From the Maria Clara gown to the kimona and the modern terno, fashion designer Claudio Javellana showcased the fascinating world of traditional Filipiniana costumes in one stunning collection.
Guests of this year’s APCO Freedom Ball enjoyed an exclusive preview of the latest fashion collection of Sydney-based Filipino couturier Claudio Javellana.True to style, the outfits were made up of four pieces - the camisa (blouse with bell-shaped sleeves), the saya (skirt), the pañuelo (scarf) and the tapis (overskirt). Also reflecting the style of the period, the models carried fans, discretely placed over their mouths in a sign of modesty (see photos).Next up was the ‘kimona’ series, although Javellana’s interpretation had a modern twist. Unlike the Maria Clara gowns which were multi-layered, the ‘kimona’ style was relatively more practical and can be worn during the day, not just for formal occasions.In the third part of the show, Javellana gave the audience his vision of the modern terno, with their distinctive butterfly sleeves, made famous globally by former First Lady Imelda Marcos.Not one, not two, not three - but four interpretations were shown on the night as worn by beauty queen Melanie Balagtas, singers Annie Marquez and Sidney Perez, and the event's co-host Michelle Baltazar.But saving the best for last, the Filipiniana-inspired bridal gown – fit for a princess – completed the collection and drew applause from the audience. Model Jenny Austin modeled the backless gown with veil and intricate lace trimmings, accompanied by child model Oolan Margon who wore a Maria Clara-inspired flower girl dress.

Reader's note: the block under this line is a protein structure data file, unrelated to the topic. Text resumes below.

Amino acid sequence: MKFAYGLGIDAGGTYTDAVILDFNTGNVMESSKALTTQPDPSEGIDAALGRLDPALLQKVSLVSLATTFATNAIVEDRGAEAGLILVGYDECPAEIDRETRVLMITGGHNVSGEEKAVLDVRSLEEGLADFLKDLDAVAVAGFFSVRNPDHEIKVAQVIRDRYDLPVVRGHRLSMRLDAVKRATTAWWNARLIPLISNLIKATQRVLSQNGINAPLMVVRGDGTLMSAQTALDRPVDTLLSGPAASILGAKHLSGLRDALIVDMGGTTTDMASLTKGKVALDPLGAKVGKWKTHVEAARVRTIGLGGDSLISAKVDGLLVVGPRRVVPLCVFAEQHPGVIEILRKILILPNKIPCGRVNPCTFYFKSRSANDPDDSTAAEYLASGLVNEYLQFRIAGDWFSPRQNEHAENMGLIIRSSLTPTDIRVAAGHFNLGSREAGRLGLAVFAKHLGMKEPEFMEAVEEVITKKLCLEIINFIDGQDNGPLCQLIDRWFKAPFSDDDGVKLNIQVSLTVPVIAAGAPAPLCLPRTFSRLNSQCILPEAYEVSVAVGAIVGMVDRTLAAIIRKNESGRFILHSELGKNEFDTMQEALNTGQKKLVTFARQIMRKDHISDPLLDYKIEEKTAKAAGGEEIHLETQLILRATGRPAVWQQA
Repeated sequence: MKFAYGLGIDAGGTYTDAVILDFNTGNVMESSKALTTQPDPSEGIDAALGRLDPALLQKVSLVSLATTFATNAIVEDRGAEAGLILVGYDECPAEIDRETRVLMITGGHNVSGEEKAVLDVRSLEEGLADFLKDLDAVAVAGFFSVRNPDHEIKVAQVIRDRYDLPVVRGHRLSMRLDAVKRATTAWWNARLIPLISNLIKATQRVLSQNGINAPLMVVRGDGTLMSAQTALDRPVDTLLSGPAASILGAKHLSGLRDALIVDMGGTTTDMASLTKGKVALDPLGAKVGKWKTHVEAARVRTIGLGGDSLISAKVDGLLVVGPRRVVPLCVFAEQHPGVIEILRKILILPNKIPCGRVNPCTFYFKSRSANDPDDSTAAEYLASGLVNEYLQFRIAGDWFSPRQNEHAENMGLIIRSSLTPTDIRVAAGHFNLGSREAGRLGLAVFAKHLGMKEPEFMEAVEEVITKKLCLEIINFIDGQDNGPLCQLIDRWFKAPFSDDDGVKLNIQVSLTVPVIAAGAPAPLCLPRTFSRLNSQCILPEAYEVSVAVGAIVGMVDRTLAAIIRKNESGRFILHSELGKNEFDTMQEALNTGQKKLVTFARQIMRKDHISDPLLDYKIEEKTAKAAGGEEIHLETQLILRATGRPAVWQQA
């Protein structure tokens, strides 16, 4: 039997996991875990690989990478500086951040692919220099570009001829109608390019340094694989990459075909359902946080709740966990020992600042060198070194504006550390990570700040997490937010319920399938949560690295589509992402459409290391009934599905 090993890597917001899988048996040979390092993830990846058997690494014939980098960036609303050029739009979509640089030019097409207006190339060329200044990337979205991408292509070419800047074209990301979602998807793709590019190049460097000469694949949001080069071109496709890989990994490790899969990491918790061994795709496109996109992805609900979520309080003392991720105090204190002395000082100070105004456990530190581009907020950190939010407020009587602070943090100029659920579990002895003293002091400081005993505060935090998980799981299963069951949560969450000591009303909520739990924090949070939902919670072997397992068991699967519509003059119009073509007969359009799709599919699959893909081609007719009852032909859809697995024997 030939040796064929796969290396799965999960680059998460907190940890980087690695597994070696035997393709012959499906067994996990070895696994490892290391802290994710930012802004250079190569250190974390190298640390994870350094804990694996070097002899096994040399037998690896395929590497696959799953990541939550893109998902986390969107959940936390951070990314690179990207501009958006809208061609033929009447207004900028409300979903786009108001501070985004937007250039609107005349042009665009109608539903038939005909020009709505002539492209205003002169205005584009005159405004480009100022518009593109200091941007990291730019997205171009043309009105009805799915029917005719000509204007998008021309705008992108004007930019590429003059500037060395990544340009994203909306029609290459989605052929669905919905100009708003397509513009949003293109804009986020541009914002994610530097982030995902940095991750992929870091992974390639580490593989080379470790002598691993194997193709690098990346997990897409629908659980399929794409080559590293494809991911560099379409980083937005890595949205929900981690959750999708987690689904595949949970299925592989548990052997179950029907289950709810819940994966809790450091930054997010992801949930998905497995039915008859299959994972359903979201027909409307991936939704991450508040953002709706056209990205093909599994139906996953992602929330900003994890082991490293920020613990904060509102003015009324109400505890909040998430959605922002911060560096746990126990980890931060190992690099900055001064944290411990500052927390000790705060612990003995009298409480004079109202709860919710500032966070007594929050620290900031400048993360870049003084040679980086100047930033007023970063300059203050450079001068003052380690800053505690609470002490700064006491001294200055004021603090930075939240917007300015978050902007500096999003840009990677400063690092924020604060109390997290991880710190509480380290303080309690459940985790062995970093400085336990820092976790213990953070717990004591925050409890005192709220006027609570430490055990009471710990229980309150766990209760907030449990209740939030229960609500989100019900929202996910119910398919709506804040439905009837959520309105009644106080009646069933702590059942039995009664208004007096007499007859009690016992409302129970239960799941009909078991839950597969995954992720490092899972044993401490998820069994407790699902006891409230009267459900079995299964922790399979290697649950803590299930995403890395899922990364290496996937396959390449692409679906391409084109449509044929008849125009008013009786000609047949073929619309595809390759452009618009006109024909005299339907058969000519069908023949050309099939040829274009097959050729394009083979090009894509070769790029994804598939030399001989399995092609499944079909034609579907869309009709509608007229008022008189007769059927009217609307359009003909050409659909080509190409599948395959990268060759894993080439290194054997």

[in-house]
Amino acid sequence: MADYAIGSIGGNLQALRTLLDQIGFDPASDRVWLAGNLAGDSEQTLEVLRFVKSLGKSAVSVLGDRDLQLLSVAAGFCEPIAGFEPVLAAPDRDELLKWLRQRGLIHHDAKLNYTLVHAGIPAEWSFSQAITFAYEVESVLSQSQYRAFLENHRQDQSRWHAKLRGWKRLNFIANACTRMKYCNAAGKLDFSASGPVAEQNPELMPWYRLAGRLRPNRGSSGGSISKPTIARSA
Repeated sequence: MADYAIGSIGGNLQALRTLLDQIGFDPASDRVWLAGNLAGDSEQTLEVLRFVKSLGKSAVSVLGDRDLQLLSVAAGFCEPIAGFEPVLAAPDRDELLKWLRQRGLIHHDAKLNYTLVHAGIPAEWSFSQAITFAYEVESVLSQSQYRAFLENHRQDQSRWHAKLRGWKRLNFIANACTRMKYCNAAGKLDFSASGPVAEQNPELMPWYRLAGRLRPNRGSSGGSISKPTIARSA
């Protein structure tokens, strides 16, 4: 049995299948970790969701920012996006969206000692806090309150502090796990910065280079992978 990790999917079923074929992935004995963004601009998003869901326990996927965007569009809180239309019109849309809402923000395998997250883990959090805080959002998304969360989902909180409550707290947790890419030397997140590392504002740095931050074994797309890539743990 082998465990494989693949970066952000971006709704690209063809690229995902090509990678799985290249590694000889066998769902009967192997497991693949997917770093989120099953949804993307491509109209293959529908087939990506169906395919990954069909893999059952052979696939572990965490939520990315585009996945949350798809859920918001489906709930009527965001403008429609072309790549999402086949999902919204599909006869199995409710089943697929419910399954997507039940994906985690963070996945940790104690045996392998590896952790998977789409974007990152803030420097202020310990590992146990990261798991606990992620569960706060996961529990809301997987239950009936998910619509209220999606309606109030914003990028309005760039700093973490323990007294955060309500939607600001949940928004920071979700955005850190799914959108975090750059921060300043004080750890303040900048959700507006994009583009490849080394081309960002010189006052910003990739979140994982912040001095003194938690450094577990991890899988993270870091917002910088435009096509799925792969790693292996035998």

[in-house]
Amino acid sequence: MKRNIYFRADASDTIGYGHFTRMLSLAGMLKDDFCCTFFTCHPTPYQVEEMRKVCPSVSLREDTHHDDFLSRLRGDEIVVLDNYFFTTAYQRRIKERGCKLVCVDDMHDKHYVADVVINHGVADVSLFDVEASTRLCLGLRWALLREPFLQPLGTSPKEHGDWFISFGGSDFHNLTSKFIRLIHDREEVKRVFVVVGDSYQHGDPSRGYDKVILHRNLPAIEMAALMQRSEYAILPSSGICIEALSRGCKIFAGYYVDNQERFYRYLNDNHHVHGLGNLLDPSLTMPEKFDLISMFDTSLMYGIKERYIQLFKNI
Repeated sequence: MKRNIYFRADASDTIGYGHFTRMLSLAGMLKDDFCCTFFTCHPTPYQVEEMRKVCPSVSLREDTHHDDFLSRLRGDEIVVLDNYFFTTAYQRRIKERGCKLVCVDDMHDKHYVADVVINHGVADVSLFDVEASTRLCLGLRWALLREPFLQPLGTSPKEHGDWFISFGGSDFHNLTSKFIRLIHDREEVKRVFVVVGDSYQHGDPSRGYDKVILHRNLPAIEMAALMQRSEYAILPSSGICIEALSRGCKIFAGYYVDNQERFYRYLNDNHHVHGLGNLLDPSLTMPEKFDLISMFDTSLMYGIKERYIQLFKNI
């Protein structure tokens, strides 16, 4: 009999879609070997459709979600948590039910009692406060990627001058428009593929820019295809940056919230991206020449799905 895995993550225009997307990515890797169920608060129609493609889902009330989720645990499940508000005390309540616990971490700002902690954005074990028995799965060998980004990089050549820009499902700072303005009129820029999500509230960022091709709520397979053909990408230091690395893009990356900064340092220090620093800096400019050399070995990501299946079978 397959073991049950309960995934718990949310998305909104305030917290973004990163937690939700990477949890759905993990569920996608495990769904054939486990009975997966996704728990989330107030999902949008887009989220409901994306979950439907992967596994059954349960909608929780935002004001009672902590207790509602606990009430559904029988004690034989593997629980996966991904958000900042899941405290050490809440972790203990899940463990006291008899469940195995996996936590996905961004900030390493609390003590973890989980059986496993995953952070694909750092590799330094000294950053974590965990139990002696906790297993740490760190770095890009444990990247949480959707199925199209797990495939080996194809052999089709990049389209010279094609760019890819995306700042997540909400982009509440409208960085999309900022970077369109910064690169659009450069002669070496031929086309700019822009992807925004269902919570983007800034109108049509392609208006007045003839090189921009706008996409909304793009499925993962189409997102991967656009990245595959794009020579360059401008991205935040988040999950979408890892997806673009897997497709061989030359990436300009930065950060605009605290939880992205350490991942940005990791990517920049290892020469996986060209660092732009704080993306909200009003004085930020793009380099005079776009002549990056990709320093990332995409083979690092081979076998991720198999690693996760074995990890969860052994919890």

Javellana worked day and night in the lead up to the Independence Day celebrations to prepare an impressive 11-piece collection spanning more than 100 years of traditional Philippine costumes, or Filipiniana, worn by women.
First on the catwalk was the 'Tres Maria Claras', three variations of the ‘Maria Clara’ gown, named after the literary figure made famous in the epic novel Noli me Tangere by Philippine national hero Jose Rizal. The style dates as far back as 1890, as a variation of the conventional baro’t saya (‘blouse and skirt’) worn by Filipina women at the time.
“The reason why I wanted to do a Filipiniana-inspired bridal gown is to show the mainstream Australian society that we can be proud of our Philippine heritage and that the classic Maria Clara style is so elegant and timeless that it can still be worn today,” said Javellana.
The fashion show was supported by the Alliance of Philippine Community Organisations, Inc (or APCO) and was the highlight of the group’s annual Philippine Independence Day celebrations, or Freedom Ball, held at Dooley’s Lidcombe Catholic Club in Sydney over the weekend (June 13).
Video and photo credits: Bob Reyes, Rey Liwag and Mike Ligon.
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